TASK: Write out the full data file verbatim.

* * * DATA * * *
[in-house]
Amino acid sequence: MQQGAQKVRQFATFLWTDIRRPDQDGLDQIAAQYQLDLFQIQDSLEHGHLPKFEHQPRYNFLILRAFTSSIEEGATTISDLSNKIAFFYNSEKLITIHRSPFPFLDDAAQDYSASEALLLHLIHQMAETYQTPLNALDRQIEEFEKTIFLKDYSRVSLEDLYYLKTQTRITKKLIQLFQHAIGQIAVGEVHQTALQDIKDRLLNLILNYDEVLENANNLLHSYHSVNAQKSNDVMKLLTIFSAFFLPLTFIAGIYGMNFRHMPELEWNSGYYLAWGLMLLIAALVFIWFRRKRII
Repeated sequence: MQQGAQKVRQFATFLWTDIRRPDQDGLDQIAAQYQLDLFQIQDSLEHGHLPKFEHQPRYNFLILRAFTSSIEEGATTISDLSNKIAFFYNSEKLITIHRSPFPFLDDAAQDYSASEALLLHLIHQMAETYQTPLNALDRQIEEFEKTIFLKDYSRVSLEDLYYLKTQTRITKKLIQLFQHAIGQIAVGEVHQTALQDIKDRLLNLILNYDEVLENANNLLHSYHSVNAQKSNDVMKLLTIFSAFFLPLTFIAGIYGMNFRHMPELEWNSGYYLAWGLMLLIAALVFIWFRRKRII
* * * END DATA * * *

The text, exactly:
[in-house]
Amino acid sequence: MQQGAQKVRQFATFLWTDIRRPDQDGLDQIAAQYQLDLFQIQDSLEHGHLPKFEHQPRYNFLILRAFTSSIEEGATTISDLSNKIAFFYNSEKLITIHRSPFPFLDDAAQDYSASEALLLHLIHQMAETYQTPLNALDRQIEEFEKTIFLKDYSRVSLEDLYYLKTQTRITKKLIQLFQHAIGQIAVGEVHQTALQDIKDRLLNLILNYDEVLENANNLLHSYHSVNAQKSNDVMKLLTIFSAFFLPLTFIAGIYGMNFRHMPELEWNSGYYLAWGLMLLIAALVFIWFRRKRII
Repeated sequence: MQQGAQKVRQFATFLWTDIRRPDQDGLDQIAAQYQLDLFQIQDSLEHGHLPKFEHQPRYNFLILRAFTSSIEEGATTISDLSNKIAFFYNSEKLITIHRSPFPFLDDAAQDYSASEALLLHLIHQMAETYQTPLNALDRQIEEFEKTIFLKDYSRVSLEDLYYLKTQTRITKKLIQLFQHAIGQIAVGEVHQTALQDIKDRLLNLILNYDEVLENANNLLHSYHSVNAQKSNDVMKLLTIFSAFFLPLTFIAGIYGMNFRHMPELEWNSGYYLAWGLMLLIAALVFIWFRRKRII